The North American spinal cord injury (SCI) research system is an interesting example of a research system in which a multi-system approach has been used to improve and promote change that can foster meaningful SCI research partnership. In this context, a multidisciplinary team including SCI researchers, RU (eg, people with SCI, representatives from community organizations, clinicians, decision-makers), and funders have been working together to co-develop IKT guiding principles for conducting and disseminating SCI research in partnership using a rigorous and systematic approach.10 This initiative was a response to the many poorly implemented SCI research partnerships, in which SCI researchers used a tokenistic approach.41 Exploring life experiences or stories from researchers and RU who have been involved in different SCI research partnerships, have advocated for change despite the many barriers to partnership, and value this research approach (ie, “champions”) may provide new insights into ways to build capacity for research partnerships within and outside the SCI research system. Life experiences as well as underlying partnership motivations from champions may be of particular interest as these individuals may have found ways to create radical change and overcome the many barriers they may have faced to adopting a research partnership approach. While (qualitative) research have been carried out focusing on partnership experiences of specific groups (eg, researchers, patients,42 healthcare providers, organizations), we are not aware of any research focusing of life experiences or stories from a diverse group of partnership champions (researchers and RU) within a particular research system (ie, SCI) to inform ways to build research partnership capacity across various research areas (eg, health research, social sciences, engineering). Such insights can then be used to develop tailored resources and tools to support and improve (SCI) research partnerships. The aim of this study wasto explore and describe SCI researchers’ and RU’ experiences with and reasons for conducting and/or disseminating research in partnership in order to gain more insight into potential ways to build capacity for and foster change to support (SCI) research partnerships within a health research system. The underlying research questions were:
How and why do researchers and RU become champions/leaders of SCI research partnerships, despite the many barriers they may face?
What are researchers’ and RU’ experiences/approaches of becoming a SCI research partnership champion?
This qualitative study was based on interviews with SCI researchers and RU. This paper includes a short overview of the methods. Additional information on our study procedures including the COREQ reporting checklist43 are available in Supplementary files 1 and 2 and on Open Science Framework (OSF, https://osf.io/n5r4h/). We approached this study from a pragmatic perspective.44 When adopting a pragmatic approach, the primary aim of the research is to use research to solve practical “real-world” problems. Pragmatism follows an ontological relativist paradigm (ie, truth is uncertain, is based on context and based on what works in certain contexts) and emphasizes the practical outcomes of the knowledge within a particular situation (ie, outcomes are not necessarily generalizable) rather than seeking a single truth. In line with a pragmatic perspective,45 we adopted an IKT approach to enhance the relevance and usefulness of our findings.46 A multidisciplinary panel including SCI researchers, people with SCI, and other SCI RU (eg, clinicians, organizations, funders) was established to co-create the first IKT guiding principles for the SCI research system. The panel defined IKT as “the meaningful engagement of the right RU at the right time throughout the SCI research process.” The panel recommended that the IKT guiding principles and dissemination efforts should be informed by interviews with partnership champions (researchers and RU). Panel members were engaged in design of the study, recruitment procedures, data interpretation, and dissemination of the findings. Supplementary files 3 and 4 include details on panel members’ names, organizations and roles and the collaborative research activities.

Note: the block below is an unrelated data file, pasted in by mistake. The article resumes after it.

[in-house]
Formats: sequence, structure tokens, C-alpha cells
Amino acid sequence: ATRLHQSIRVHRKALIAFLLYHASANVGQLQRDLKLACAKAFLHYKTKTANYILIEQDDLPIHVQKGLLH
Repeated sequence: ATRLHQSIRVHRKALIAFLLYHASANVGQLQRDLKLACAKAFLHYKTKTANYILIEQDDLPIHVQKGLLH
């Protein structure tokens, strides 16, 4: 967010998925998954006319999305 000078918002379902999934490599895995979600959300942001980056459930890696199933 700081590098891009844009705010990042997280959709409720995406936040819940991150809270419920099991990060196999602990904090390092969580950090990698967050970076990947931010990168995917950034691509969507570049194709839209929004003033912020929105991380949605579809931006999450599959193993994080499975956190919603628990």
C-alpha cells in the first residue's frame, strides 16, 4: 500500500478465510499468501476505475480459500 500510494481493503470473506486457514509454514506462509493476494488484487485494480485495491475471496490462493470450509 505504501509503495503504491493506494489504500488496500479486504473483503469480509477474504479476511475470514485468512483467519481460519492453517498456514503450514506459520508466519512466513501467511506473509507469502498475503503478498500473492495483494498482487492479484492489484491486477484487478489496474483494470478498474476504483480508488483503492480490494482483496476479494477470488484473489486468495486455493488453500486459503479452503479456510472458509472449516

Participants were recruited via purposive sampling using maximum variation and criterion-based sampling strategies.47 To include a variety of partnership experiences we looked for variation in the following characteristics: gender, age, research area, and roles in the partnership (researcher and RU). While maximum variation sampling contributed to including a variety of SCI research partnership experiences, criterion-based sampling contributed to including participants who share common inclusion criteria based on certain experiences and characteristics. The inclusion criteria for participants were: (1) being 18 years and older, (2) having experiences with conducting and/or disseminating research within an SCI research partnership, and (3) having positive attitude towards engaging SCI community members in the research process.
Panel members’ personal networks were used to identify potential participants. Interested participants completed a short online survey including general demographic information.
After participants completed the survey, the first author (FH) contacted the participants to schedule one semi-structured interview. Prior to the interview, participants were asked to create a timeline of moments or experiences in their life that have led them to become a person who conducts and/or disseminates research in partnership. From this information, the first author (FH) created a personalized timeline.